Mainland companies in the UAE are businesses registered with the Department of Economic Development (DED) in one of the seven emirates. These companies enjoy unrestricted access to local and global markets, giving them a clear edge over their counterparts operating out of free zones, which have certain restrictions on their scope of activities and market reach.
Moreover, mainland companies can bid for public sector contracts and tenders, providing them with a valuable opportunity for growth through collaboration with various government entities. Unsurprisingly, many entrepreneurs view UAE mainland registration as an attractive option due to its favourable business environment and potential for success in this rapidly changing economy.
Mainland companies in the UAE must stay abreast of their tax obligations to ensure compliance and avoid legal repercussions. Failing to pay taxes can result in a jail sentence of up to six months plus an AED 100,000 fine. As of June 1, 2023, all mainland businesses will be subject to a 9% corporate tax on profits.
Here are some key aspects to consider for tax compliance:
- Register for corporate tax: Mainland companies need to register for corporate tax with the Federal Tax Authority (FTA) and obtain a tax identification number.
- Maintain accurate financial records: Keep detailed and accurate financial records, including income, expenses, and assets, to ensure a smooth tax filing process.
- Comply with filing deadlines: Adhere to the specified tax filing deadlines to avoid penalties for late submission.
- Calculate taxable income: Determine your company’s income by considering various factors, such as revenue, expenses, and applicable deductions.
- Pay taxes on time: Ensure timely payment of taxes to avoid fines and legal consequences.
- Seek professional advice: Engage the services of a tax consultant or advisor to help navigate the complex tax landscape and ensure compliance with all relevant laws and regulations.
By staying informed about the new corporate tax regime and adhering to these guidelines, mainland companies can minimise their tax liabilities, avoid legal issues, and maintain a strong reputation in the UAE market.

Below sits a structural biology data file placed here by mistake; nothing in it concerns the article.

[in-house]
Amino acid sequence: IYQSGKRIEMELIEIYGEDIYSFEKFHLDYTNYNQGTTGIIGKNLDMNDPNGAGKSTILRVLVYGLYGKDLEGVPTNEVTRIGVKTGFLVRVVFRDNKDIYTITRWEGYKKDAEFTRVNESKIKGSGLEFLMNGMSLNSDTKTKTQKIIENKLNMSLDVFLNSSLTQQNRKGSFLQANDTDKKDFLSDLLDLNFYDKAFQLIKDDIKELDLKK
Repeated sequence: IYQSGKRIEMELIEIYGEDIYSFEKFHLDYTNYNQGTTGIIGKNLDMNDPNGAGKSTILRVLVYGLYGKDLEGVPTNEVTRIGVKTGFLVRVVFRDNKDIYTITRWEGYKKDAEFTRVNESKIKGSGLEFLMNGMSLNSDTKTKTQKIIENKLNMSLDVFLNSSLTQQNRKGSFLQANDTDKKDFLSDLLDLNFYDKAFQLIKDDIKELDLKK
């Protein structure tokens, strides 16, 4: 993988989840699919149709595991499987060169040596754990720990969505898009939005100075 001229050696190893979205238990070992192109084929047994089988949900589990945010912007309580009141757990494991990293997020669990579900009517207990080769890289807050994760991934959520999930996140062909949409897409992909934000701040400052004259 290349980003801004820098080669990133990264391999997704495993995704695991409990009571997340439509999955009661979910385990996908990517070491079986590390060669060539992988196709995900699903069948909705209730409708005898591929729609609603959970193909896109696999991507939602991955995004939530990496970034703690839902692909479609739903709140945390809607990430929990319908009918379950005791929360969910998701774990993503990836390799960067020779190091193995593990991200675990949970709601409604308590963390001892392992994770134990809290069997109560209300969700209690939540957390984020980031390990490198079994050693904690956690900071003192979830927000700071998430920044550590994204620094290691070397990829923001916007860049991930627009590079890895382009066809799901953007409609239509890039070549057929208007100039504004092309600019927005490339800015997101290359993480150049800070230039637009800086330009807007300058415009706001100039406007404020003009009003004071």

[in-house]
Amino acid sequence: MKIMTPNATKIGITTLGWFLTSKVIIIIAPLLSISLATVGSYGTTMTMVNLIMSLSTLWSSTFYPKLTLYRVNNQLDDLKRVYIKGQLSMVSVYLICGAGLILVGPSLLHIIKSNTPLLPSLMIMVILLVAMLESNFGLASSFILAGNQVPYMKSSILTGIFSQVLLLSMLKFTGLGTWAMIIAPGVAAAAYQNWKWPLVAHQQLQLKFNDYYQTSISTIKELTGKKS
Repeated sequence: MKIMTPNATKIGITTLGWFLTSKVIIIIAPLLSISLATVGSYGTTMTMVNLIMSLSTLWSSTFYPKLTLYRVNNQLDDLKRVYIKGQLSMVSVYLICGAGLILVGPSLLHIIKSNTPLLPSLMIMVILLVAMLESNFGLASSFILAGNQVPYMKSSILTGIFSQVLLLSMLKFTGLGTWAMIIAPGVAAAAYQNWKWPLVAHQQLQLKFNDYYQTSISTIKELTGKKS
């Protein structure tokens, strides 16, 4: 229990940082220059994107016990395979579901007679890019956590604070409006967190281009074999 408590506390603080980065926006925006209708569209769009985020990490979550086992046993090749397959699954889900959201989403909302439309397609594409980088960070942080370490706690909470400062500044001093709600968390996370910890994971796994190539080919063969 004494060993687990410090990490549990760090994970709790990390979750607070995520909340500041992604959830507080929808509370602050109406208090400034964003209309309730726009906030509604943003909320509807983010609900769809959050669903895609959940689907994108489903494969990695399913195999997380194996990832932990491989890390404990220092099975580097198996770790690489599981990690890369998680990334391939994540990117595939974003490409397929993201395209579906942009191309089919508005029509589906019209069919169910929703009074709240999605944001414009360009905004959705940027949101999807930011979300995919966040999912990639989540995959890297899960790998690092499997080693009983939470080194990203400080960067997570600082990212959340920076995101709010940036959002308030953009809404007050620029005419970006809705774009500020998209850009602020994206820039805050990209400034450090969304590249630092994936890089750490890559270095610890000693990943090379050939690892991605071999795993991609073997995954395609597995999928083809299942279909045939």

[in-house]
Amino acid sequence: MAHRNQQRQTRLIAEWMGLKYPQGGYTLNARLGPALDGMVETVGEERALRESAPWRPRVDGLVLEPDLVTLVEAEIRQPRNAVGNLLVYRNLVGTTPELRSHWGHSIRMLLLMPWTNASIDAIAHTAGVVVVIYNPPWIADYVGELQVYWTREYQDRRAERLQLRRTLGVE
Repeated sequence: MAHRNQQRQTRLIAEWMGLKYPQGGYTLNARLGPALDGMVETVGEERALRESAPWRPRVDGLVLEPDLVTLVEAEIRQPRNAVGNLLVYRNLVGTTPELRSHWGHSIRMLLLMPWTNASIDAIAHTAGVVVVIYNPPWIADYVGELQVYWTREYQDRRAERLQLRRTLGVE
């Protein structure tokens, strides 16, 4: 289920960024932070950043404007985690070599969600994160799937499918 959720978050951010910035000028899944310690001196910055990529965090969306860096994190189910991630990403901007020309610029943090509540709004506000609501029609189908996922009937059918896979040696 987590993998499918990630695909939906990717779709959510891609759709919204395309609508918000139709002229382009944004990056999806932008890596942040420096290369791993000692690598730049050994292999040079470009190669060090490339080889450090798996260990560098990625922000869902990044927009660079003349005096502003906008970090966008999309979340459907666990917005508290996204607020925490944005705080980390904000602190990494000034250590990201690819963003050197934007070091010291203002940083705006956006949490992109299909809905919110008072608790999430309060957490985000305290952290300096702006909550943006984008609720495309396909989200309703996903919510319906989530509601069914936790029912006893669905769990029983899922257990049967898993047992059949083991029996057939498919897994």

The UAE government has long been dedicated to providing a business-friendly climate with reduced taxation for free zones, and this commitment continues even with the introduction of the new corporate tax regime in 2023.
Free zones are designated areas within the UAE that offer special economic incentives and reduced taxation to attract foreign investment and promote business growth. These zones often cater to specific industries and provide numerous advantages such as 100% foreign ownership, streamlined business setup processes, and exemption from import/export duties – all of which will still apply under the new tax regime.
Although technically subject to taxation due to the new rules, free zone businesses will be set at a 0% tax rate. This means they can still operate in a tax-free environment and enjoy the same benefits. The decision to maintain this 0% rate indicates the UAE government’s commitment to honouring its promise of reduced taxation, attracting foreign investment, fostering innovation, and promoting economic growth across all industries.
The Ministry of Finance (MOF), the regulatory body for UAE corporate tax, has established a tiered taxation policy for mainland companies. This policy considers a company’s net yearly profit as taxable income to determine the appropriate tax rate. Here’s a breakdown of the three taxation tiers:
Companies in this tier, with a net yearly profit of up to AED 375,000, will be subject to a 0% tax rate. This tax-free status aims to support small and medium-sized enterprises and encourage their growth within the UAE market.
Mainland companies with a net yearly profit exceeding AED 375,000 will be subject to a 9% tax rate on the amount over AED 375,000. This moderate tax rate reflects the UAE government’s commitment to maintaining a business-friendly environment while generating revenue for public services and infrastructure projects.
Large multinational companies will be subject to a separate taxation policy under ‘Pillar Two’ of the OECD Base Erosion and Profit Shifting (BEPS) project. Companies with a total global revenue exceeding EUR 750 million (equivalent to AED 3.15 billion) fall under this category. This policy aims to prevent tax evasion and ensure that these large corporations pay their fair share of taxes in the countries where they operate.